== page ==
ALBUQUERQUE, N.M. — About 74 percent of public school teachers in New Mexico are rated as effective or better when it comes to their success in the classroom, officials announced Friday.

That’s the highest percentage of effective or better teachers since Gov. Susana Martinez adopted a new teacher evaluation system four years ago.

The New Mexico Public Education Department unveiled the latest results under a much-debated system that’s the focus of an ongoing court battle. Earlier this year, the Martinez administration announced changes after meetings with teachers around the state to reduce the weight that standardized test scores have on evaluations.

The new results say that the number of “highly effective” teachers rose 9 percent while the number of “ineffective” teachers statewide fell around 41 percent.

New Mexico Public Education Secretary Christopher Ruszkowski credited the rise in effective or better teachers to school districts taking advantage of state-funded professional development programs. “The number of school districts and charters who have applied to (these programs) have, like, tripled,” Ruszkowski said.

Not all school districts are taking advantage of programs aimed at helping teachers and improving student achievement, Ruszkowski said.

Teacher unions didn’t buy the latest evaluation results.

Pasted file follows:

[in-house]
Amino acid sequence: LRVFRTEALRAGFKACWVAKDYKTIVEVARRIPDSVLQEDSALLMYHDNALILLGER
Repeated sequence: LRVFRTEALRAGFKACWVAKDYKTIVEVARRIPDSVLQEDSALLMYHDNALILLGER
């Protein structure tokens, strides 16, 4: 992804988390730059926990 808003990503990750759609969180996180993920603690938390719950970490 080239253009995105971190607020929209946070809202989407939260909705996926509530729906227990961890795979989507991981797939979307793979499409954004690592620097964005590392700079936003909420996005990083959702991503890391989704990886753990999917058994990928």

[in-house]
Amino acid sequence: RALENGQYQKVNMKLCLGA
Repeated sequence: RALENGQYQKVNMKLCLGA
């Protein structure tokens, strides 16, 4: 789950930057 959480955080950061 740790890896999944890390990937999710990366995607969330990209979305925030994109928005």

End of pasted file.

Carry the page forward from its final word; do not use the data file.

“Even though teachers checked class lists, some have more or fewer students being counted for their evaluations than they actually teach,” said National Education Association in New Mexico president Betty Patterson.

“Many teachers were docked for days they attended training sessions, including ones required or provided by the PED and the private contractors profiting from this system,” Patterson said.

Patterson said students need to learn and be inspired, but that standardized tests are not an accurate measure of a student’s creativity or potential or of a teacher’s ability to motivate students.

American Federation of Teachers New Mexico President Stephanie Ly said teachers were reporting that evaluations had inaccurate, incomplete or missing data.

“Sadly, these errors on the part of the NM PED will continue to be used to blame New Mexico’s public educators for the shortcomings and failed promises of seven years of so-called PED ‘reforms’ under (former Education Secretary) Hanna Skandera, and now, Christopher Ruszkowski,” Ly said.


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